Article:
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  • Nichole

Prepare, so you can go with the flow

As with many trips, we spent time preparing before we left. This trip was a different experience for us, however, since it included not only car camping to and from the river, but also canoe camping.

We are experienced car campers as well as a Scout family so we have developed a pretty good system for remembering our 10 outdoor essentials. This time was different. This time we were also using a canoe to transport our gear for a portion of our trip, and we were collecting data for our participation in the #GO On a Trail campaign. This meant that there were special considerations we needed to remember to make sure we had a successful trip.

When using technology outdoors for extended periods of time, there are some essentials questions you need to take into consideration.

  • How well is your device protected? Does your case protect your screen from blowing dust and/or sand? Does your case protect your device from the accidental drop into water? Will it allow your device to float or will it sink?

  • How will you charge your device while you are away from electricity?

  • How do you protect your battery packs and charging cables from the elements?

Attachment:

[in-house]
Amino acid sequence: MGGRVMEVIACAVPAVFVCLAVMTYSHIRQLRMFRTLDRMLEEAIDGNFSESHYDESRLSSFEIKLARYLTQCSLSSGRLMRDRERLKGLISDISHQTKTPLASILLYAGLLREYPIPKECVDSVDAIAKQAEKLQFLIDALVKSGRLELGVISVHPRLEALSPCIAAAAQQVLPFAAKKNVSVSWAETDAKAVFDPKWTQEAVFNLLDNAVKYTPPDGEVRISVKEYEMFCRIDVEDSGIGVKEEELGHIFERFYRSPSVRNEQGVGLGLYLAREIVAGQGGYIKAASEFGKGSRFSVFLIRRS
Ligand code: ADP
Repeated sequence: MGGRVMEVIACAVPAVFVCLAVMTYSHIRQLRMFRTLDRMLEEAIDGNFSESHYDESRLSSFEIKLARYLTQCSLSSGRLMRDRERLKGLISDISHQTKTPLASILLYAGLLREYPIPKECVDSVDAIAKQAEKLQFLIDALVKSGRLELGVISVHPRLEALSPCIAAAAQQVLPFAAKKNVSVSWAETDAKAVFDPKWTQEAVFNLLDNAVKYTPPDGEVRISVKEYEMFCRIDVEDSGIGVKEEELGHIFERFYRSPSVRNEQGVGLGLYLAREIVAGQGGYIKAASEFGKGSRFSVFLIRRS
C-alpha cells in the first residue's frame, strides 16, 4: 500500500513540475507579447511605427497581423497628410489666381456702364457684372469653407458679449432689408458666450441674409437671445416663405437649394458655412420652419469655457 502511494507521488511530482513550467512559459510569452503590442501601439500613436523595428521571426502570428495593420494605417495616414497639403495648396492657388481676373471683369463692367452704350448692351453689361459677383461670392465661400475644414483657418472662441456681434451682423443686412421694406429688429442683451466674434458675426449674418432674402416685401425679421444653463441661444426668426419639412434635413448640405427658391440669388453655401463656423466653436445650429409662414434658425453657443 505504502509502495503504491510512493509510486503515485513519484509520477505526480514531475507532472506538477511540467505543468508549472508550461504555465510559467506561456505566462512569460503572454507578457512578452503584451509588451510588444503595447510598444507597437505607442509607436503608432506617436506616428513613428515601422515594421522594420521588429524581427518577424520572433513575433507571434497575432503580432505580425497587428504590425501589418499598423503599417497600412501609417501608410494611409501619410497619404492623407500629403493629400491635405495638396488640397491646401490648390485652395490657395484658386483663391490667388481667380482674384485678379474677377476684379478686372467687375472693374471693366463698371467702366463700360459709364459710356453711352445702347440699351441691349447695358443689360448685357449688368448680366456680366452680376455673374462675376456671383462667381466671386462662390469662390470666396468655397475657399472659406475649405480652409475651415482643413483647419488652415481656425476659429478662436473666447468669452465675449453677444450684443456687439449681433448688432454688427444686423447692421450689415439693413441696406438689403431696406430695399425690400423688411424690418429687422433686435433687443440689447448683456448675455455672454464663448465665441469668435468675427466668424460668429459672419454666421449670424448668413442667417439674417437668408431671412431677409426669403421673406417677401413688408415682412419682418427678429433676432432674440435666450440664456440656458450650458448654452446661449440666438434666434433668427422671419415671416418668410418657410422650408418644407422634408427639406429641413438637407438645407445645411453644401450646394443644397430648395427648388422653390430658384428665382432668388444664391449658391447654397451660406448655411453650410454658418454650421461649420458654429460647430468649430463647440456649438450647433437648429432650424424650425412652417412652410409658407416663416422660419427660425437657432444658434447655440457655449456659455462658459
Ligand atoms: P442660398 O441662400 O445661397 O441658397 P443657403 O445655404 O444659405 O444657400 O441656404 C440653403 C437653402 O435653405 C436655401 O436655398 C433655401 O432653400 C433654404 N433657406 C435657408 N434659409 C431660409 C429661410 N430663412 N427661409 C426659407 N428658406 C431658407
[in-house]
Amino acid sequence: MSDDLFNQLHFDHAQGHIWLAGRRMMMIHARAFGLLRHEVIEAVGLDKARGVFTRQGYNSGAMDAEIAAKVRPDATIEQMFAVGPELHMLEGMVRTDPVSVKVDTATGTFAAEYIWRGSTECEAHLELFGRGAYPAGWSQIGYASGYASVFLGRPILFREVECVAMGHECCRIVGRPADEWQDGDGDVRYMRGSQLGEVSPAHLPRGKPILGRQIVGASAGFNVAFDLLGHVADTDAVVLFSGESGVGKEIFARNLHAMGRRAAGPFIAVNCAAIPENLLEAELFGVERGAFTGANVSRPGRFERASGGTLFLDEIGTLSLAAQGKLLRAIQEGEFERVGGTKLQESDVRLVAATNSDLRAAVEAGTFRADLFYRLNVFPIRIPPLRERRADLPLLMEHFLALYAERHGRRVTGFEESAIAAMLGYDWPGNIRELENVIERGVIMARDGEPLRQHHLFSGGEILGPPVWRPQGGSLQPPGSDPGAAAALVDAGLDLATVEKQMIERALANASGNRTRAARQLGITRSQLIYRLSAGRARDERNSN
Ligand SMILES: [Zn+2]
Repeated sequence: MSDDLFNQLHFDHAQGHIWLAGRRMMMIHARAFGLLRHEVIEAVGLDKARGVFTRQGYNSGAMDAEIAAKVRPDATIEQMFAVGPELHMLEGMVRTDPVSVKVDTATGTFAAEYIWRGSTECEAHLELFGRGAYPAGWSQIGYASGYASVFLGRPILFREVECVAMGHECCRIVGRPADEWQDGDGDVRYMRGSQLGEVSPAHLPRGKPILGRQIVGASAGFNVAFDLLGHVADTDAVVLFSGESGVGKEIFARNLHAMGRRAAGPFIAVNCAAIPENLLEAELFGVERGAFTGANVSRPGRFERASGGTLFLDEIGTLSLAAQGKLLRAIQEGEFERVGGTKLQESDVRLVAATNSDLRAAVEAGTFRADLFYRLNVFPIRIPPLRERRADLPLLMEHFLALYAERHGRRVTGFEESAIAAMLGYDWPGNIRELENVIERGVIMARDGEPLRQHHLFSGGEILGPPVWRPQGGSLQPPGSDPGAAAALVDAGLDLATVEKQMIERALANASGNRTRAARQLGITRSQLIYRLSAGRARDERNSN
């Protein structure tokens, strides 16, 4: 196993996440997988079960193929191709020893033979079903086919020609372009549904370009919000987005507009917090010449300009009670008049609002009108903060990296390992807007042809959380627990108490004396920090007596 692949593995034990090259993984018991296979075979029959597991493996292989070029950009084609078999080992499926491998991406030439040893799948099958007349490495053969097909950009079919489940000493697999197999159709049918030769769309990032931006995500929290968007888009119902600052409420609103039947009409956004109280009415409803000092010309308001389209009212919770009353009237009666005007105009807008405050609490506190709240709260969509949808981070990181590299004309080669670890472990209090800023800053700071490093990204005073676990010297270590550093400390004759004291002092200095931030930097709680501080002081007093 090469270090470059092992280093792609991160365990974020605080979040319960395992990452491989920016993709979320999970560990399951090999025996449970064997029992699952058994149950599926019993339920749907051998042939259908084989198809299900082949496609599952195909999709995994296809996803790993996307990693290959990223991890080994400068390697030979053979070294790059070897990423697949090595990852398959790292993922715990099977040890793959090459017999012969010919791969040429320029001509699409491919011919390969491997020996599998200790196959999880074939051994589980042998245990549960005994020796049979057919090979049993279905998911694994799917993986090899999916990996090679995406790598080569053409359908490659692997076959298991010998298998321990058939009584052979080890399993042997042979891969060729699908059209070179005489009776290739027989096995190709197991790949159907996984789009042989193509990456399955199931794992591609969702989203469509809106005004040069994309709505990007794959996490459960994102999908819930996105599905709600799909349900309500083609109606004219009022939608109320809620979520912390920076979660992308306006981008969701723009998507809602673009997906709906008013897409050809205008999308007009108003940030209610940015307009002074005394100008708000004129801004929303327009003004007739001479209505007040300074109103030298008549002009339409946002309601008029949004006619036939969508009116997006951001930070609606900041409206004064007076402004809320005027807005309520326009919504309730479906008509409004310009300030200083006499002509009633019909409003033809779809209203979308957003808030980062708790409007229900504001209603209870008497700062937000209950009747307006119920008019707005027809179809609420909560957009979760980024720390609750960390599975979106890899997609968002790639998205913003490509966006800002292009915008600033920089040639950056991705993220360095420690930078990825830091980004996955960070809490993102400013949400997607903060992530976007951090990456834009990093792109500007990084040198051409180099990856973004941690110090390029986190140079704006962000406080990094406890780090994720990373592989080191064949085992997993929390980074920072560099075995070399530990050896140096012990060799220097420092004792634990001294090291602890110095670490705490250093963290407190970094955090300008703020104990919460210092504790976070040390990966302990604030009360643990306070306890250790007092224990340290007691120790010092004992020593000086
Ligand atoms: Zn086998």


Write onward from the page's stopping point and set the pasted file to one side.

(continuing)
• If you are using your device in the winter when the temperatures are colder, how are you keeping your device within the optimal operating temperature (32F - 95F)?

  • When you are using your device in the warmer months, how are you protecting your device from heat and direct sunlight?

  • Do you need to have cellular service to complete your tasks or is there a way to collect what you need locally and then submit once you are back in 'civilization'?

We ended up purchasing special waterproof phone cases that not only allowed us to protect our devices from water, but also kept them within easy reach with lanyards so data collection could happen safely on the river. Our battery packs (one was even solar) and charging cables had their very own dry bag that was attached to the canoe. We also used apps like GLOBE Observer, Google Science Journal, and the camera to collect our data locally while we were in the field. Once we returned to civilization, we were able to upload data to the appropriate locations.

By taking the time to think about the purpose behind bringing our technology into the field (collecting visual representation of the Louis and Clark Trail), we were better able to prepare for successful data collection. We were also able to take steps to ensure that our technology performed the way we needed it to while out in the field. When you take the time to prepare, you allow yourself the opportunity to be in the moment and go where the science takes you.

photo by @pedervnelson

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